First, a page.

Retail workers often run into a host of wage and hour issues with their employers, ranging from unpaid overtime to illegal paycheck deductions. If you’re a retail worker you may be facing some of these in your job. Or you may have questions about whether your employer is violating your rights under the Fair Labor Standards Act (FLSA) or state wage and hour laws. Our national network of attorneys is here to ensure you are paid and treated fairly in your job.
What Rights Do Retail Workers Have?
The FLSA is the primary federal law that protects hourly workers throughout the United States. For most retail workers, employers must follow the FLSA as well as any applicable state laws or local ordinances that govern the issues described below. Importantly, wherever there is a discrepancy between the FLSA and a state or local rule, the one most favorable to the worker will prevail.
If you are a retail worker, you have the following rights:
- Minimum wage. Non-exempt retail workers who are covered by the FLSA (which is most retail workers in the country) have the right to be paid a minimum wage of either $7.25/hour or a higher rate set by the states. Many but not all states exceed the federal minimum wage, but the worker must be paid the higher rate.
- Overtime pay. Most retail workers are entitled to be paid overtime for all hours worked over 40 during a work week. Overtime is sometimes called time and a half because it must be at least 1.5 times the worker’s regular hourly rate. Some retail workers are exempt if they are paid on a salary or commission basis, but this alone doesn’t necessarily mean the employee isn’t entitled to overtime (see below).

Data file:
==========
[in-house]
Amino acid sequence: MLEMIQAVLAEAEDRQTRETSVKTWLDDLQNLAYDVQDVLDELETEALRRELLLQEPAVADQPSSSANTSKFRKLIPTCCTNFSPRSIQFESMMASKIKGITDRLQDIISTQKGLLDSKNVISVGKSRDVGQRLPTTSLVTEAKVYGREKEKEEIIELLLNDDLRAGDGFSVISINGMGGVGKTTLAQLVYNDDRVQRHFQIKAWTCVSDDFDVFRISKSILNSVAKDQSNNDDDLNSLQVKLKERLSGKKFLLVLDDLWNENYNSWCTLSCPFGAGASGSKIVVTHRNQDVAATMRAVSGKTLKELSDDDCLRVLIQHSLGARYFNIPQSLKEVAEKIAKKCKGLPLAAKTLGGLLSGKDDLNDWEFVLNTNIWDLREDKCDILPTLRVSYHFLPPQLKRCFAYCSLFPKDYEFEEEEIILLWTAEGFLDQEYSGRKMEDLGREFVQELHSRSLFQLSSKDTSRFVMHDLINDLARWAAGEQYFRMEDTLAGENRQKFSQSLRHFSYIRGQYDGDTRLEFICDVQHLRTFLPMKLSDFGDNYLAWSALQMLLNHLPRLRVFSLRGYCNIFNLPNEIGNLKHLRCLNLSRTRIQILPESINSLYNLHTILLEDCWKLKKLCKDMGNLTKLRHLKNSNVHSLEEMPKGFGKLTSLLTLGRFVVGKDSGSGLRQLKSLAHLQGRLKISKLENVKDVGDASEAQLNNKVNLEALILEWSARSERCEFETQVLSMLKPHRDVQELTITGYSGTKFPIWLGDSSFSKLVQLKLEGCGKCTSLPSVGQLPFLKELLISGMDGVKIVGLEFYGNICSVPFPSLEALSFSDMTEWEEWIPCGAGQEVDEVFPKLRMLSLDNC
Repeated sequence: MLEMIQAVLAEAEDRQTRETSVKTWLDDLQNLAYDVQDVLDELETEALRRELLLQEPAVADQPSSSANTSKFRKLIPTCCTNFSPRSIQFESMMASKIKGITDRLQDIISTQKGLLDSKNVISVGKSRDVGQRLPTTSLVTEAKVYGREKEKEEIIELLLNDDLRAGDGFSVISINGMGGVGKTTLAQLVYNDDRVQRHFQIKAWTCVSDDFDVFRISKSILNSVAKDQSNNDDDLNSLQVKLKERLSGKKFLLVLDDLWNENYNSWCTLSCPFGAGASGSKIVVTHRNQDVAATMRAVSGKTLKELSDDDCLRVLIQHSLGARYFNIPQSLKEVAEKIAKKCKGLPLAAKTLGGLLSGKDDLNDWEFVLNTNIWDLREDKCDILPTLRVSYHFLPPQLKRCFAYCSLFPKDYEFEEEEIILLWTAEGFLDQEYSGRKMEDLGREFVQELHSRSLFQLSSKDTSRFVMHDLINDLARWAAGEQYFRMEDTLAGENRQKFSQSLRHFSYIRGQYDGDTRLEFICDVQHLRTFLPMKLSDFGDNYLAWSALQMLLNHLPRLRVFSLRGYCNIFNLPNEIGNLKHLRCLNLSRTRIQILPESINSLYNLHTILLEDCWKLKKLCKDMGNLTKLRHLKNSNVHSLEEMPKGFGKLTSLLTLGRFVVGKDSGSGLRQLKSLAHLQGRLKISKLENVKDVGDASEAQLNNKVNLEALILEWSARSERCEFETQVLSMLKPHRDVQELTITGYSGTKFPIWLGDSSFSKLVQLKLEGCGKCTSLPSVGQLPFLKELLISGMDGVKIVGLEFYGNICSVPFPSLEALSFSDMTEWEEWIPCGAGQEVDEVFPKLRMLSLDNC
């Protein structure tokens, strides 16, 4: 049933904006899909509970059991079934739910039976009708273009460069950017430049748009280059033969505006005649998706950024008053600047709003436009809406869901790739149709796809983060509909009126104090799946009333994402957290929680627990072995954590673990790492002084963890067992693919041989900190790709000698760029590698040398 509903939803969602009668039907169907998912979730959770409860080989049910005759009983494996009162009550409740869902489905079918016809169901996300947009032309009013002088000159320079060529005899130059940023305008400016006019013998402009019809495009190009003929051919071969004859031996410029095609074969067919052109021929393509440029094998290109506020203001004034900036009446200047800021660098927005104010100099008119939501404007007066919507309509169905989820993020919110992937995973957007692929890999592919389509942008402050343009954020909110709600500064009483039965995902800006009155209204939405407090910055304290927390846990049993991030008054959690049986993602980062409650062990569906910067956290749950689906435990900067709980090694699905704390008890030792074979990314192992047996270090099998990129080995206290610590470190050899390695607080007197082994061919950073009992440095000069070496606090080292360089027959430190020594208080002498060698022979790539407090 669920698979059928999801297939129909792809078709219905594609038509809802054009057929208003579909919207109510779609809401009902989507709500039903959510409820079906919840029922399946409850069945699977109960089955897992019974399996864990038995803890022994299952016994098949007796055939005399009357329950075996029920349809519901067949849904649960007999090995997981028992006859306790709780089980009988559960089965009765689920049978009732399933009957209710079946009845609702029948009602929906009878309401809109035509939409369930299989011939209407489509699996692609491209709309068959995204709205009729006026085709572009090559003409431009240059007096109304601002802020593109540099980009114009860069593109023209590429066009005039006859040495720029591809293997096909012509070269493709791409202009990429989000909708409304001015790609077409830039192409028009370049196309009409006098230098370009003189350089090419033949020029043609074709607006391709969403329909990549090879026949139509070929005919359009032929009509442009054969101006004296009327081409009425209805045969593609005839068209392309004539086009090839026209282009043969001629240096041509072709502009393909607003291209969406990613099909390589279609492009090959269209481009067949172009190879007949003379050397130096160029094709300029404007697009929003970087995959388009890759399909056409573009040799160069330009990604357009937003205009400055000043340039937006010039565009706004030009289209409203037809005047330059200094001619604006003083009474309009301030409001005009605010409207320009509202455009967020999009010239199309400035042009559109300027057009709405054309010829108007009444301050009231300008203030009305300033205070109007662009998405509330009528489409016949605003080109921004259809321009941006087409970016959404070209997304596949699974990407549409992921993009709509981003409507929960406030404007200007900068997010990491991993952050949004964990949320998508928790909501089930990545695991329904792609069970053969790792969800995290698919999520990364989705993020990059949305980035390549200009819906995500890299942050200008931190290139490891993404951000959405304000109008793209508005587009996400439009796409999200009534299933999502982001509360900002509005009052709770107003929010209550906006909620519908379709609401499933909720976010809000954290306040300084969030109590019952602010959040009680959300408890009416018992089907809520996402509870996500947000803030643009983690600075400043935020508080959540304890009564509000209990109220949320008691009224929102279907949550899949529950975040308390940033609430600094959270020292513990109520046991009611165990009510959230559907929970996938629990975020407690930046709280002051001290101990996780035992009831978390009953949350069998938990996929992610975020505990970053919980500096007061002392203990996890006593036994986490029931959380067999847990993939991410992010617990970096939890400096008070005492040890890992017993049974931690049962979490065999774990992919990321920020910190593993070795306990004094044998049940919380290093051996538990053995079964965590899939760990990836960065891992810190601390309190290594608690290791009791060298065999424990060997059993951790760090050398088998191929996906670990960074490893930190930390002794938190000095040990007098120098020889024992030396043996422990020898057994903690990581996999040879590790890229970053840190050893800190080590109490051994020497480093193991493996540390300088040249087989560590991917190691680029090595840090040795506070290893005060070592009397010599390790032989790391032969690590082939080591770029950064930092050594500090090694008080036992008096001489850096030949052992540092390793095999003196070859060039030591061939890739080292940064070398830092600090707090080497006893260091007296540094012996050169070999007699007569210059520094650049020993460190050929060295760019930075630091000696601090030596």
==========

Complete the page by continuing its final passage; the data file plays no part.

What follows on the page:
Common Problems That Retail Workers Face
In light of the above retail employee rights, these are some typical issues these workers deal with:
Failure to pay minimum wage and overtime. This is a broad problem that applies to both retail and non-retail workers in many industries. It’s important to always check your pay stubs or pay statements to ensure that you are being paid at least a minimum wage. As for overtime, make sure your employer is correctly totaling the number of hours worked and paying you time and a half for all hours in excess of 40 in each week. Some specific issues that retail workers often see include:
- The employer has made an error in the total number of hours worked or the regular or overtime rate of pay
- The employer illegally tries to average hours across more than one week (overtime must be paid for all hours over 40 in a single work week, so each week stands on its own)
- The employer deducts time for meal or rest breaks that were not actually taken
- The employer does not include all compensation (eg. shift differentials and bonuses) when calculating the overtime pay rate
- The employer offers something other than wages, such as time off, for regular or overtime hours (known as “comp time”)
Not paying for all hours worked. Some employers try to cheat retail employees by having them do “off the clock” work such as opening or closing the store without pay. Employers must record and pay for all hours worked by their employees. Once the employee reports to work at their scheduled time, the clock starts running until the employee is relieved of all job duties. The employer also cannot automatically deduct for meal or break times if the employee is required to work or be “on call” during those times.